Wind has never been entirely dead. But now that we have realized the ecological consequences of burning fossil fuels, and the International Maritime Organization (IMO) has imposed binding global emission restrictions, wind-assisted shipping is attracting attention again. Two French companies have shown how to use aerospace technology to double the propulsion power of wind.
The physical principle is the same one humans have used on sailing boats since eons ago: The wind hits the leading edge of the sail and splits into two flows that are redirected and travel at different speeds toward the trailing edge, causing a pressure difference that simultaneously pulls and pushes the sail and the craft forward. What has changed is the efficiency. Advanced science has doubled the amount of propulsion power per square meter of sail surface, said Marc Van Peteghem, naval architect and co-founder of VPLP Design. Together with the French engineering firm CNIM, VPLP has developed a new wing sail concept they call OceanWings, based on an existing VPLP idea.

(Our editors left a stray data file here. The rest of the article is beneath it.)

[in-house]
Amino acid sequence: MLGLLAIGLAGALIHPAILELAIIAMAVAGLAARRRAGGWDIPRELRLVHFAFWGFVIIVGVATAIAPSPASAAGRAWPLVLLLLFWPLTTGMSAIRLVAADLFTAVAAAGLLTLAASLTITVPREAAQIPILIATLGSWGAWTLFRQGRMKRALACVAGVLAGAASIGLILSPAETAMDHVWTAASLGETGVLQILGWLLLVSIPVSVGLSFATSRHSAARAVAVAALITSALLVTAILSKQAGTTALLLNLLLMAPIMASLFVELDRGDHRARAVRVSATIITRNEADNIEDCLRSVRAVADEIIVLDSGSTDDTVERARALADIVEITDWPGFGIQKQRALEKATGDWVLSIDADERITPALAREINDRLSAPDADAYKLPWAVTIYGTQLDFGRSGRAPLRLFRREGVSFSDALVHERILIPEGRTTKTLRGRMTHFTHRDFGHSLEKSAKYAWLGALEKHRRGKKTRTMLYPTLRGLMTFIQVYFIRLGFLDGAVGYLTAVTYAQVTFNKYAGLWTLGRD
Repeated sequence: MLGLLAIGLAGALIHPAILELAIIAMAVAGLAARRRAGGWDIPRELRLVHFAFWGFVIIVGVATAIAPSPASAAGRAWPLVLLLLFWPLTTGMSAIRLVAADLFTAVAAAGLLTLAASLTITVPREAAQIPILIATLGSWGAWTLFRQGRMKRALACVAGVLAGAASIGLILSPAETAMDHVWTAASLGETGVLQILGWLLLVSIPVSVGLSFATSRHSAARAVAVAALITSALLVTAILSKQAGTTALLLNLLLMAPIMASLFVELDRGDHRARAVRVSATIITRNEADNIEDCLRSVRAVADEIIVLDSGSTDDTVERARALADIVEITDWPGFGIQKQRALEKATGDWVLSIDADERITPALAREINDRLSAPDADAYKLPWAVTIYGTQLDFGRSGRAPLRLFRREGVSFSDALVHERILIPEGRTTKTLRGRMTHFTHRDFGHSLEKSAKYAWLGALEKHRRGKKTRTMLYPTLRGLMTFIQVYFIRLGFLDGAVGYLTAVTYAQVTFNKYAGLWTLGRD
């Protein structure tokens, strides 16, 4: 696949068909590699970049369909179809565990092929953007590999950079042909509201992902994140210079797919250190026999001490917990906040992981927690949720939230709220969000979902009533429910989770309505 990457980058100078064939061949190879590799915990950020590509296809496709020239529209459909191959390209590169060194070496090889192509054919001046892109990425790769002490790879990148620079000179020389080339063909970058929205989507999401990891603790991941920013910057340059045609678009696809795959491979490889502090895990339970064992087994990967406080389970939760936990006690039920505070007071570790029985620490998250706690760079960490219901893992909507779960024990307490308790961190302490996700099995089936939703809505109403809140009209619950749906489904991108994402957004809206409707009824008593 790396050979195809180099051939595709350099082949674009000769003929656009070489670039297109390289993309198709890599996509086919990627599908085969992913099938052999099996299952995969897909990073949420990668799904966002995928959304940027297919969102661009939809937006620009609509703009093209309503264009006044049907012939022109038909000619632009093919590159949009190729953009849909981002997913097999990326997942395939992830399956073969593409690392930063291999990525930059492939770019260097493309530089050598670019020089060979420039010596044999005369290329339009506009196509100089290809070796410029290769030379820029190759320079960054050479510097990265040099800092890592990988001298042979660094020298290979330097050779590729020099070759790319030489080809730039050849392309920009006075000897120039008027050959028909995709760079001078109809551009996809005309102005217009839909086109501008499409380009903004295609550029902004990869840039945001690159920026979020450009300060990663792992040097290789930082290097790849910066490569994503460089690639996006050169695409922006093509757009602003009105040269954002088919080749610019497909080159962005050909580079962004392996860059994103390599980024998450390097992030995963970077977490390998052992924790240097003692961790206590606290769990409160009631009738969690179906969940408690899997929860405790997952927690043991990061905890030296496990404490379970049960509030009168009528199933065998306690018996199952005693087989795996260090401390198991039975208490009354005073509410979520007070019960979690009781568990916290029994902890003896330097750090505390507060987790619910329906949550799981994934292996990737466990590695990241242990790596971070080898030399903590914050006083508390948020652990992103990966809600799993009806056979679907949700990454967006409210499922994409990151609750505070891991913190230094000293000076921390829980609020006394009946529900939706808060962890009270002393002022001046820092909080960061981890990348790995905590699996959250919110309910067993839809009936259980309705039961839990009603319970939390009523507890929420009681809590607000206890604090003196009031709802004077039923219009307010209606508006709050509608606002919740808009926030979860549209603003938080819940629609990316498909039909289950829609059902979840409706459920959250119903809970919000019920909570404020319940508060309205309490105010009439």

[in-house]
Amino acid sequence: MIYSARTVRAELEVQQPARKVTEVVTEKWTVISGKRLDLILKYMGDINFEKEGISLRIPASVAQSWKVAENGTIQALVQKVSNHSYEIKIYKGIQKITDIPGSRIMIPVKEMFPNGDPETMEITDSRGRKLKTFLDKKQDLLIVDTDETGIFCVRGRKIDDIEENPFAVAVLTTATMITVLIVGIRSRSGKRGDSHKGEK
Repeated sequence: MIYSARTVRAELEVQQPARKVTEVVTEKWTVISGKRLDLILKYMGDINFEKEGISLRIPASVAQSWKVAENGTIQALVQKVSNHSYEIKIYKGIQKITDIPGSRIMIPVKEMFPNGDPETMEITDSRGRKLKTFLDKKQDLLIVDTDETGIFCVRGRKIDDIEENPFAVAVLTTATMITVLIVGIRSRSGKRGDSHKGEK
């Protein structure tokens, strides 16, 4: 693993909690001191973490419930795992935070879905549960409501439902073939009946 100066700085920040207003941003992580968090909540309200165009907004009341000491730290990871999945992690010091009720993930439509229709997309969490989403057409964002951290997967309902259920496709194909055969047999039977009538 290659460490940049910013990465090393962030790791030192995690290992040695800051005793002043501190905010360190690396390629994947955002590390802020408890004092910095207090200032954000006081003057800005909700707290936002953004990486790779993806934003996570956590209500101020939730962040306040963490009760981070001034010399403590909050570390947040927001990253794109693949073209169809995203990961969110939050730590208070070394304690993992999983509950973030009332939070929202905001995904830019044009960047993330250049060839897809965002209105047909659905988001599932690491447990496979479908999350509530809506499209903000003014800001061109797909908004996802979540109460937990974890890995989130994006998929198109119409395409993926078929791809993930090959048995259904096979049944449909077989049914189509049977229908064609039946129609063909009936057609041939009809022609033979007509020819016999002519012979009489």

From plane to ship
In recent years, a number of attempts have been made to combine the propulsion principle of traditional sailing boats with the aerodynamic efficiency of an airplane wing with the trailing edge flap extended for taking off or landing. “There is a slot between the two elements of the wing, and the air going through the slot accelerates the flow and pushes the turbulence toward the trailing edge,” Van Peteghem said.
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